Australian Study Finds Plastics are Penetrating Entire Food Chain

Research from The Commonwealth Scientific and Industrial Research Organisation (CSIRO) an Australian Government agency responsible for scientific research, has found that plastic waste has become a major contaminant.

CSIRO’s study discovered that every Australian discards an average of 100 kg of plastic waste per year and micro and nanoplastics are now being found in a range of foods, highlighting the need to better understand the impacts on food safety and security.

The research organisation led a study that found agricultural systems and the food supply is increasingly impacted by micro and nano plastic pollution. The study is one of the first to analyse the academic literature on microplastics from a food safety and food security risk viewpoint, and can be found here.

While previous studies have found that plastic travels into waterways and is ingested by the fish we consume, the latest study discovered there are more likely pathways for plastic to get into food.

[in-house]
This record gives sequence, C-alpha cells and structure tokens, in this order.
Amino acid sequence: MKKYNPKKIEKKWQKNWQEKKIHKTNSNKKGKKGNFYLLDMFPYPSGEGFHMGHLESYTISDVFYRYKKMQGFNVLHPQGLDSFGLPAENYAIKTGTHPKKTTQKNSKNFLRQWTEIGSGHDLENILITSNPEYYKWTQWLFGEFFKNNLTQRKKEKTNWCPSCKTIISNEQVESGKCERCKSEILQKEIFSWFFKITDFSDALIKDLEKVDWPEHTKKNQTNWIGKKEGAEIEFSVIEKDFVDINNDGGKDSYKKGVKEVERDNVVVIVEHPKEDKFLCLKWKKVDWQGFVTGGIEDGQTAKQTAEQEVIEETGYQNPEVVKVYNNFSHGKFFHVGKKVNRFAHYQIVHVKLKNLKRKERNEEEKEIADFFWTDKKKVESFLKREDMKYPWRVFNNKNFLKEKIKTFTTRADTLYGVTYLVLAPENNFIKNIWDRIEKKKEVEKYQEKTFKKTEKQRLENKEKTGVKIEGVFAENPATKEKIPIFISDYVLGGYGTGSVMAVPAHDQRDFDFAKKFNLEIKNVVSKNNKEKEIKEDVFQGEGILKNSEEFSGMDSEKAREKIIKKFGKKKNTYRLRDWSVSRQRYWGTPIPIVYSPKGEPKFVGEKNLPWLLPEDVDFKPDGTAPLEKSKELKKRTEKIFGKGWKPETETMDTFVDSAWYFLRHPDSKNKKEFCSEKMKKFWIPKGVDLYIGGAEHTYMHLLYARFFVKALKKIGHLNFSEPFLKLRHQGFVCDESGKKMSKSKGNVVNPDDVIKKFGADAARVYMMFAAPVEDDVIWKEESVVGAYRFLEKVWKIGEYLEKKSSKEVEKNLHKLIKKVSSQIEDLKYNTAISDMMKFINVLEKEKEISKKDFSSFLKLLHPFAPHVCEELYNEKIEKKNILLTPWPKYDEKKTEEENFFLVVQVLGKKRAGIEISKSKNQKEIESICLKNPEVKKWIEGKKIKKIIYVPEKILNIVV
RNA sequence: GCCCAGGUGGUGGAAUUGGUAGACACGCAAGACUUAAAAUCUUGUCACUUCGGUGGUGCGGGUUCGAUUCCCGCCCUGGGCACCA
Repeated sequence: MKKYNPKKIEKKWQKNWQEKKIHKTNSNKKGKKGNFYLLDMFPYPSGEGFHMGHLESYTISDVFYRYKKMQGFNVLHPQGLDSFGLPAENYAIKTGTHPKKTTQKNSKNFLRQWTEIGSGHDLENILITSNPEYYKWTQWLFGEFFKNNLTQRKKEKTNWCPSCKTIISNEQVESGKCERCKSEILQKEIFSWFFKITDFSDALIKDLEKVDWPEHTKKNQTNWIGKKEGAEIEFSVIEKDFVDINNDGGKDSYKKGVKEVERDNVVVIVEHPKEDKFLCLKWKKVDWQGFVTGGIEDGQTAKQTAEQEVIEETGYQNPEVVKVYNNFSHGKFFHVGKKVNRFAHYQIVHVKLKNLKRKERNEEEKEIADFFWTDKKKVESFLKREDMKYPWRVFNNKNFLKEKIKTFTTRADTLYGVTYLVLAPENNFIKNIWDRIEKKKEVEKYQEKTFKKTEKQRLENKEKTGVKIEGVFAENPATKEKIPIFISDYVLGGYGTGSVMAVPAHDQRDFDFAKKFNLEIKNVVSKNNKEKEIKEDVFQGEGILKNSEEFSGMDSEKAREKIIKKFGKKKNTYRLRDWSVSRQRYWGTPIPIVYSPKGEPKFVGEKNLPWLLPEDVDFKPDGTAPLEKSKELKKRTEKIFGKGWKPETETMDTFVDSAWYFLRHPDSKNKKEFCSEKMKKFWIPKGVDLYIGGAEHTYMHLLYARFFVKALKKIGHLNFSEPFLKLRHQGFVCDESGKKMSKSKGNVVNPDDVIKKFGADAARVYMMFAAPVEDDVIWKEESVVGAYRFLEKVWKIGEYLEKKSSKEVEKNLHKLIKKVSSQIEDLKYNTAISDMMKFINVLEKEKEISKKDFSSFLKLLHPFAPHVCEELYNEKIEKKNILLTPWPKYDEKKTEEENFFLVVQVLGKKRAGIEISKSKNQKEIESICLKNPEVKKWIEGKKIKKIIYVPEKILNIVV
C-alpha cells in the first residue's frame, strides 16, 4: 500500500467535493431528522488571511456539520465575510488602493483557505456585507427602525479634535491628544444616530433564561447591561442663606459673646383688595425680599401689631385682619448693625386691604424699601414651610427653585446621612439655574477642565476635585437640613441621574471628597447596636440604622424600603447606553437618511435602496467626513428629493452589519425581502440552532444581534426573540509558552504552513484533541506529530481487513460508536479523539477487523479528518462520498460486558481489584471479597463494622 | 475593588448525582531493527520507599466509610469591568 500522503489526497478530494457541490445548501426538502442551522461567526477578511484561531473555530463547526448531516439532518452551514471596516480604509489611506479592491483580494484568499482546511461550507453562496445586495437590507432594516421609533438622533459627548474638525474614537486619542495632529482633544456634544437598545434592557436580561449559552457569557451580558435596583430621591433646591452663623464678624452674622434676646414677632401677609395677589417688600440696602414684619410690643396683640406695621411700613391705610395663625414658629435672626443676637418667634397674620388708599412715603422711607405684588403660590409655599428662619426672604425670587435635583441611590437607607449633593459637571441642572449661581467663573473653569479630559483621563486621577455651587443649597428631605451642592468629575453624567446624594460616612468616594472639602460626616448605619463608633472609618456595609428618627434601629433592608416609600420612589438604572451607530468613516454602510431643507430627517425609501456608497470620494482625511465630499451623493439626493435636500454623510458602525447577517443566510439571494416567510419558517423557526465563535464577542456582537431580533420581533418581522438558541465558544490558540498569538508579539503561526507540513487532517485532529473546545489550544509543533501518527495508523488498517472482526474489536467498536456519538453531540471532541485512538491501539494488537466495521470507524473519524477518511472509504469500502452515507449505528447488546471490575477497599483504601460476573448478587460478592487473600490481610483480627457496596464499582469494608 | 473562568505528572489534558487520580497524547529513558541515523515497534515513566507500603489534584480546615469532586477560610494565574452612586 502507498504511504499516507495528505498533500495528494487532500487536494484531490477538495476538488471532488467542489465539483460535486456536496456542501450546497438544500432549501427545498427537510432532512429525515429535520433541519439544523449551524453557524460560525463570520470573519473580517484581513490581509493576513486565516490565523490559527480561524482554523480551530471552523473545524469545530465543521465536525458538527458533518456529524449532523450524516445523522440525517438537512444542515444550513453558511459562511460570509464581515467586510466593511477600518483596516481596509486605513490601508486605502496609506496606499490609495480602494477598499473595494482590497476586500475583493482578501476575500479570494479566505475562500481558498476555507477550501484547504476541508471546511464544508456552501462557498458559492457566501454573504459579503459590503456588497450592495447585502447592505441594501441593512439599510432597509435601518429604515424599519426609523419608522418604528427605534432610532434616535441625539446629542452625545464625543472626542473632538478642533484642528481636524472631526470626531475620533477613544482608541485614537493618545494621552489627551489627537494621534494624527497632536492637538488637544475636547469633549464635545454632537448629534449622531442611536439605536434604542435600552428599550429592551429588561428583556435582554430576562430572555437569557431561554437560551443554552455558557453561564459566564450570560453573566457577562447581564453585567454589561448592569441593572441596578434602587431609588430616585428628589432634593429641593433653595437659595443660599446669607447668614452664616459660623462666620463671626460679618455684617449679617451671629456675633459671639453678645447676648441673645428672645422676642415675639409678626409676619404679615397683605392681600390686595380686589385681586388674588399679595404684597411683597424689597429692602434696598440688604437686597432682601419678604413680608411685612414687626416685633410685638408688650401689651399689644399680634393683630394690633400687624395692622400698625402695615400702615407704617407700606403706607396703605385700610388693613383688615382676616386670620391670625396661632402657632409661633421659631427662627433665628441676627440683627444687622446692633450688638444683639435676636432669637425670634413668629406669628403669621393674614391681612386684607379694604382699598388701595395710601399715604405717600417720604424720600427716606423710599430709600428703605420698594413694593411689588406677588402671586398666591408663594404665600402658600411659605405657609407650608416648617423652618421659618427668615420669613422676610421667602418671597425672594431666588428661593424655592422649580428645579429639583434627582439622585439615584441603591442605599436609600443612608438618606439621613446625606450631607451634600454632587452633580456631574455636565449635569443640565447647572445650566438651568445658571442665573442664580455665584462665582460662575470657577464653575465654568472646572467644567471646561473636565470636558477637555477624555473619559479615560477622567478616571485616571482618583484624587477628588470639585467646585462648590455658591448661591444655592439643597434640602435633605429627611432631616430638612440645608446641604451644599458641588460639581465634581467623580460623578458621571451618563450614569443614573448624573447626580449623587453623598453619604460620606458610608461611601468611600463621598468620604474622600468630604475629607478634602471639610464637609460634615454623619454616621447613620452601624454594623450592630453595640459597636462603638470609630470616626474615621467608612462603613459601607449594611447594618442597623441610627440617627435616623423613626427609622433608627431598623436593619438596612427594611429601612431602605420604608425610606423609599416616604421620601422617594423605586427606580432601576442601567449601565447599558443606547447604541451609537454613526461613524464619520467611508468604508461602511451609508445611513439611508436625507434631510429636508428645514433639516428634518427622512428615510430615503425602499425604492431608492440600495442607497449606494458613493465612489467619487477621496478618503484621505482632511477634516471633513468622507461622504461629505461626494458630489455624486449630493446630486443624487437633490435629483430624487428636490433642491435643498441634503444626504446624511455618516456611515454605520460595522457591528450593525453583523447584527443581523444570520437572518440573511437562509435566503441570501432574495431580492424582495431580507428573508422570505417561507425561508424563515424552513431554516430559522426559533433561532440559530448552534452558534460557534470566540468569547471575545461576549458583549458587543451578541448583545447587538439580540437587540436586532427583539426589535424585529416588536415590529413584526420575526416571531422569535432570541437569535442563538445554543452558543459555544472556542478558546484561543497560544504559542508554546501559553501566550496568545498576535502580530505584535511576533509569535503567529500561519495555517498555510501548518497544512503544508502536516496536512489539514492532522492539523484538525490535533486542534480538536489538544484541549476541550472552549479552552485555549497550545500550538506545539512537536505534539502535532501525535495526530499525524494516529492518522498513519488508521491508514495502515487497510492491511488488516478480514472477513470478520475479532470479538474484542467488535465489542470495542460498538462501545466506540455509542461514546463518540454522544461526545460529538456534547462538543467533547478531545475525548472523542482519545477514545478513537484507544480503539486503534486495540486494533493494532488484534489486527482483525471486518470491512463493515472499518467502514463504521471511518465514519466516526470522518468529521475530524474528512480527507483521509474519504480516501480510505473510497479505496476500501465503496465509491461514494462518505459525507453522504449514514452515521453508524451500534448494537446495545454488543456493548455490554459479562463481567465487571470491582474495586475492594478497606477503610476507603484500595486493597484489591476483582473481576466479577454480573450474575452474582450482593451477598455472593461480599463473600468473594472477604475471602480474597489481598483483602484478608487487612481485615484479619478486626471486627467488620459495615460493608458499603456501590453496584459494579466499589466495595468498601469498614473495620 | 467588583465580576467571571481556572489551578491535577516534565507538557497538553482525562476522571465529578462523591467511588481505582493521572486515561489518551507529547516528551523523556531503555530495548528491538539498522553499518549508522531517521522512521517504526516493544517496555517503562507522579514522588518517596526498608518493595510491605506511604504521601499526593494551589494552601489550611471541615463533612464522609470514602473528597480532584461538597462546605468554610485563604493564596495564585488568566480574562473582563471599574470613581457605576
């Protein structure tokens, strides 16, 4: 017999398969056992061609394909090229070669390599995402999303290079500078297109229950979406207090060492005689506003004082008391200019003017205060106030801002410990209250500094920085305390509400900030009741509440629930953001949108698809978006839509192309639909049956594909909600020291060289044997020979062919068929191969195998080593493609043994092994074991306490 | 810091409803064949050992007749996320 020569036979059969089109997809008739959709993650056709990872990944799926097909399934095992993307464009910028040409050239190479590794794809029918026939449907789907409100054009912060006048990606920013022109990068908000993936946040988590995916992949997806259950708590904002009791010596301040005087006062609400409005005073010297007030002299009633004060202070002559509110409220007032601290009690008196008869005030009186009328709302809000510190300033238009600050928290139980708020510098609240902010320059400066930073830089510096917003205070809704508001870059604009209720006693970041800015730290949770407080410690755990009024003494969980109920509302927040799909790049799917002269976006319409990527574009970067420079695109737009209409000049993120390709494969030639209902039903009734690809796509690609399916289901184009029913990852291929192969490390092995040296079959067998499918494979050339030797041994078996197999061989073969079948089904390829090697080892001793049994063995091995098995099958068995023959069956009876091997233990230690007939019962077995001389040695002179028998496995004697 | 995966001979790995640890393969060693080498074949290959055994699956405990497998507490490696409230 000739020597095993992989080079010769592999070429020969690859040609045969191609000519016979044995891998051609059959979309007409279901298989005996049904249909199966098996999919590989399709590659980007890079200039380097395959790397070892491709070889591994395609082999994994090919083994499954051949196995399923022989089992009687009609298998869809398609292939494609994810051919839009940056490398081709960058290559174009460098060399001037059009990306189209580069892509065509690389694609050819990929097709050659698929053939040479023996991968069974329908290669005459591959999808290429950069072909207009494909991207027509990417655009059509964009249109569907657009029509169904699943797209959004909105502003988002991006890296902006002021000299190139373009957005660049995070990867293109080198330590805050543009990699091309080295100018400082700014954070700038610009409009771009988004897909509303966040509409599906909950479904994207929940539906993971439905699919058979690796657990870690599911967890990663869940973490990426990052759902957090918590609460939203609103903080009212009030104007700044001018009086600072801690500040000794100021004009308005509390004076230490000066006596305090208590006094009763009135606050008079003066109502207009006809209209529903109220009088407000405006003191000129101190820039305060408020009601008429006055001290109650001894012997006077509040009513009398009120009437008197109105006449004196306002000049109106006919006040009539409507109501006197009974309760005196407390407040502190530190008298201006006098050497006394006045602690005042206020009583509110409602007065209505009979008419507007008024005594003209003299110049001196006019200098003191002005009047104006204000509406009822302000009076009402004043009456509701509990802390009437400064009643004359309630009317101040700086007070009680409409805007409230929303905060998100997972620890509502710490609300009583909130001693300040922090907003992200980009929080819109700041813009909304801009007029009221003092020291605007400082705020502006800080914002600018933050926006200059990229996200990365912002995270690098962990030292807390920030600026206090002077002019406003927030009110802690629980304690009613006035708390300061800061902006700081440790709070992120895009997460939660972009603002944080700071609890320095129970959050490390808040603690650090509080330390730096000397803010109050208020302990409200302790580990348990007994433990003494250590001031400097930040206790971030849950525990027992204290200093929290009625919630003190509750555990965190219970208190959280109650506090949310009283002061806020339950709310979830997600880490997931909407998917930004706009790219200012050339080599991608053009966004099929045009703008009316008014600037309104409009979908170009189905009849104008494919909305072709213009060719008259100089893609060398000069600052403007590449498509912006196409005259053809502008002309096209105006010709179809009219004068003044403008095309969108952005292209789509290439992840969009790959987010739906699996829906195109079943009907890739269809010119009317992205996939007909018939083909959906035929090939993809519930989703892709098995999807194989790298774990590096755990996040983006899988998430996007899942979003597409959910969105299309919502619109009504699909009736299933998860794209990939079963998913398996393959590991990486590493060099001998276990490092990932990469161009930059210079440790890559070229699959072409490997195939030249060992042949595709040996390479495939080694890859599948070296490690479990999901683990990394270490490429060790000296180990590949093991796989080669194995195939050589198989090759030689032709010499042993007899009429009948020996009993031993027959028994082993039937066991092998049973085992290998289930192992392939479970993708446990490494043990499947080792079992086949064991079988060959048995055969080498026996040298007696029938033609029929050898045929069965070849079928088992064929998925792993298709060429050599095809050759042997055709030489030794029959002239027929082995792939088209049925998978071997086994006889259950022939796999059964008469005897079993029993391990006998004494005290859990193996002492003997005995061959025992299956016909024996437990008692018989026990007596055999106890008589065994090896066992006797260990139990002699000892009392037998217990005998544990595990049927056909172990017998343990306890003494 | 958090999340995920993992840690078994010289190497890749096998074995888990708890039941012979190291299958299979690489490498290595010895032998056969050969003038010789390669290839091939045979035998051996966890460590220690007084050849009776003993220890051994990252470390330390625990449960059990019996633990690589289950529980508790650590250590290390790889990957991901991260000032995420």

One major route is contamination from the machinery, equipment and plastic wrapping used to handle, process and package food. Fresh food can start off plastic-free but contain plastics by the time it’s been handled, packaged and makes its way to the consumer.

Over 10,000 additives help give plastic its useful properties however, these chemicals can leach into the environment, also potentially contaminating our food supply.

This study highlights that more research is needed to understand the impact plastics and their additives could have on agricultural systems and food supply and says it is imperative to improve our understanding of the concentrations of these plastics in the environment and what levels could cause toxicity.